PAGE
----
And you wonder why I wasn't able to find time to blog...  Honestly, every time I came home from work, I was out either picking berries, or tying up tomatoes!

I also had to finish the front fence on the east garden next to the berries.  I had a lot of supervision from the cats.
Either Puppy likes the warm walkway, or thinks he needs to keep an eye on me.

Of course, getting up there was one thing, getting down was another.  It involved an 8 foot 2 x 6 to make a ramp for her, a lot of encouragement, and a lot of whining on Macies part.

Just as a reminder, this is the apple tree I planted from a seed 15 years ago - this was the most apples we have ever had from it, and only the third year it has borne any.  As you can see below, we got enough apples for about 4 pies.  Last year, we only got enough apples for 1 1/2.  So for Thanksgiving I made a apple cranberry pie - it was delish!

In August, canning beans started to be a every other day chore.

I canned a total of 38 quarts, 18 pints, and froze about 4 gallons of beans for veggie soup.

Picked our first crop of Blueberries from the plantings I had made in early spring. Jess was glad to get those, and Amaya helped check for more every time she came over.

In July, we helped to welcome the newest additon to our extended family - Remi  Sullivan, the daughter of my nephew Zac.  they live in Kelso - it was quite a long drive up there, but worth it!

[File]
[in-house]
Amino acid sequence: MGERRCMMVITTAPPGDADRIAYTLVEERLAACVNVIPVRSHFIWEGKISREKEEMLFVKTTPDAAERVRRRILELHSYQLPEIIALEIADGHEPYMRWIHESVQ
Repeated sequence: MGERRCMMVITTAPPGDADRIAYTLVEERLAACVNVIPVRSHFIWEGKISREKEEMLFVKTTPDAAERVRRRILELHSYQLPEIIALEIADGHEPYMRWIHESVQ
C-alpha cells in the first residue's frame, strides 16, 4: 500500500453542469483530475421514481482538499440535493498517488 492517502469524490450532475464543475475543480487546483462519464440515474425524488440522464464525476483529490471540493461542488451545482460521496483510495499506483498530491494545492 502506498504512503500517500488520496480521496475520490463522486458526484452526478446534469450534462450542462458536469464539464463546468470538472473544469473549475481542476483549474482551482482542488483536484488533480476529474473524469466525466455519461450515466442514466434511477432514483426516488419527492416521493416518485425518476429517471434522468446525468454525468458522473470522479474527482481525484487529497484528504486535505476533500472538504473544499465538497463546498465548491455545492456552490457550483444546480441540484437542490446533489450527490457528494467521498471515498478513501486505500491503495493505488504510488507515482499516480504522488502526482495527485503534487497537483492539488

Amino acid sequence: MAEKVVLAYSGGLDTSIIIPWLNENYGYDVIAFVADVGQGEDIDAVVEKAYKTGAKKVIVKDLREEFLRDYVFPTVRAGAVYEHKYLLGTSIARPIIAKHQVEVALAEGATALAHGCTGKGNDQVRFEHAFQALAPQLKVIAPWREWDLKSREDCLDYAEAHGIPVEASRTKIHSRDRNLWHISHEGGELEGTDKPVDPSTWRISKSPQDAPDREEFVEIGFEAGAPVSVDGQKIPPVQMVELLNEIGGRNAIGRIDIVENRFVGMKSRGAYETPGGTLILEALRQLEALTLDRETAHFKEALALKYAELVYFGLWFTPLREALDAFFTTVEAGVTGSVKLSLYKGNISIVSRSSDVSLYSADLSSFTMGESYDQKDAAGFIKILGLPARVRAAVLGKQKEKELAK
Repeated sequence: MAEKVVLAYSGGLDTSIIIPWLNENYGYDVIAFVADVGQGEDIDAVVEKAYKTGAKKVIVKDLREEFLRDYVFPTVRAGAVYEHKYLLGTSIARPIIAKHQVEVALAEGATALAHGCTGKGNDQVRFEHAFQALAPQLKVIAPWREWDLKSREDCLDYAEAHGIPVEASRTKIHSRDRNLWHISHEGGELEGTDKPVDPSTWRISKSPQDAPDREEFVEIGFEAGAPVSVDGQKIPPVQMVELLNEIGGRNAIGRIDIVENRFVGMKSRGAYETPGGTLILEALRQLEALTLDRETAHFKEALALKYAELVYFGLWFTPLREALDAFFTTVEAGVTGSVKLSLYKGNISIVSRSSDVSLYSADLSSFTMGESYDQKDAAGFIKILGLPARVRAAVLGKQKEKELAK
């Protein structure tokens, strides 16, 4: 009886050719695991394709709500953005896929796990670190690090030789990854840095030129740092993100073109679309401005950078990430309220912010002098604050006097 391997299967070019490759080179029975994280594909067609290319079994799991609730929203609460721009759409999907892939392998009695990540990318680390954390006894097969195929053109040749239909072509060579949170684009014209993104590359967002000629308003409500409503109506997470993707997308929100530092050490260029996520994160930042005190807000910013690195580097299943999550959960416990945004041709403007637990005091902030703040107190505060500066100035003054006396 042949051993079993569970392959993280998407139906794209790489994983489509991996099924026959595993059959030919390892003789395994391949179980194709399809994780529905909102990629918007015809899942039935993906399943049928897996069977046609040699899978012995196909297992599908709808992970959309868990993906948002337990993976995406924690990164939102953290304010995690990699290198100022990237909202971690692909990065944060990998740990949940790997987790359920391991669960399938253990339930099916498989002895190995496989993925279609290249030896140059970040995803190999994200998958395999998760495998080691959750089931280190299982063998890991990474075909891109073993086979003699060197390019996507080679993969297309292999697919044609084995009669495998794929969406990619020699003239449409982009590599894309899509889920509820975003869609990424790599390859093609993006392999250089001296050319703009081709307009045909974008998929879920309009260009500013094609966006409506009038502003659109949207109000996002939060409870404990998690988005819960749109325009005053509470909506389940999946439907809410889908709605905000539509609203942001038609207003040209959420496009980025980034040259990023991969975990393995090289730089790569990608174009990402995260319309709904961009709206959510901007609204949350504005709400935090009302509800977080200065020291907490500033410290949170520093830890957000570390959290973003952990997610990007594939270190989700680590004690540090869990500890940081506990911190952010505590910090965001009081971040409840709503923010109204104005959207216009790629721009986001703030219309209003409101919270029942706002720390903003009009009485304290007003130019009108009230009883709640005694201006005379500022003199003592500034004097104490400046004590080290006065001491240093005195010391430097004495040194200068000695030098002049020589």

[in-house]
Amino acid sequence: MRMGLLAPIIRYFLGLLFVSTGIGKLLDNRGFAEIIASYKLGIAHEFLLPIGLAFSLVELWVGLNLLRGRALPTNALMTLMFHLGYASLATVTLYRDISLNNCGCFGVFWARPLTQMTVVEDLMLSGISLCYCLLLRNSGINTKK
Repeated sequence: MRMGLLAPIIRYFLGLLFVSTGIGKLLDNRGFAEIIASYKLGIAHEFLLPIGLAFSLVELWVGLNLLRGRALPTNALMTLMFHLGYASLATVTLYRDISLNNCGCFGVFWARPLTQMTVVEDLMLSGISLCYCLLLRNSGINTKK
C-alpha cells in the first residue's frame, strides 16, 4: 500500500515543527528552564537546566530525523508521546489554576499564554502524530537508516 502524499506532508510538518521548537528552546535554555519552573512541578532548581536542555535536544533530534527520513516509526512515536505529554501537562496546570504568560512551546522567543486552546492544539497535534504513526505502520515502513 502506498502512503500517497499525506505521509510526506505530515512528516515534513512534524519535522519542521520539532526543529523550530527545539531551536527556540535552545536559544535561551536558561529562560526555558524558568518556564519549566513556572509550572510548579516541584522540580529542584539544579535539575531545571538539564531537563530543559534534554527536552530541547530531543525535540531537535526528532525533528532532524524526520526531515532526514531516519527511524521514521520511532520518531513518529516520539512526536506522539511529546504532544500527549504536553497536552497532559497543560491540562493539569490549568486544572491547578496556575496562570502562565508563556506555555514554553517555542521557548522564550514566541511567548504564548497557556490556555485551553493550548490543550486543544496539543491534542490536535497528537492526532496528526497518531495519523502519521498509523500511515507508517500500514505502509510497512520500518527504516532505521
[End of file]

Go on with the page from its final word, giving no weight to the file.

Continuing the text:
Peppers started really producing in August, and kept on until late October.  As soon as they were ripe, Jess got them to cut up for raw veggies.  Will have to plant more next year!  I hardly got any...

Celebrated my daughter Gwens birthday this summer with a chocolate truffle cake - with our raspberries.

Amaya enjoyed the cake also!
When I lived in Greece, the street vendors cooked lamb kabobs over coals, supported by concrete blocks or bricks.  I have been wanted a bbq for sometime (preferably a Weber) but don't have $700 lying around for the one I want, so this is my kabob cooker ( and steak cooker) on the cheap.  I bought a firepit on sale ($25) - and some firebrick.  Bought a bag of charcoal for getting the fire going, but have been using up the wood from cutting down the hedge 3 years ago - so I guess it is a type of fir.  Anyway, we spent the summer experimenting with different types of kabobs.  Yum!

Homemade pita bread, yogurt, cucumbers, tomatoes, red onion - roasted lamb.  wonderful!

Here was another version with potatoes - lamb was marinated in olive oil, garlic ( which we had just harvested, and rosemary.  

Here is Amaya (age 3 and a half) helping me wash anise basil so that I can dry it.

She really gets the whole salad spinner process!

I grew two different kinds of dry bush beans this year.  Jessica's job was to clean them and sort them

It helps to have someone who is a bit OCD for jobs like this.  The only one I have tried so far is the tan ones (Annies bush beans from Nichols).  they have a great flavor - kind of mealy like a potatoes, and didn't take that long to cook up.

And of course, there was the tomatoes - most of which went into dried tomato chips, salsa, and canned tomatoes.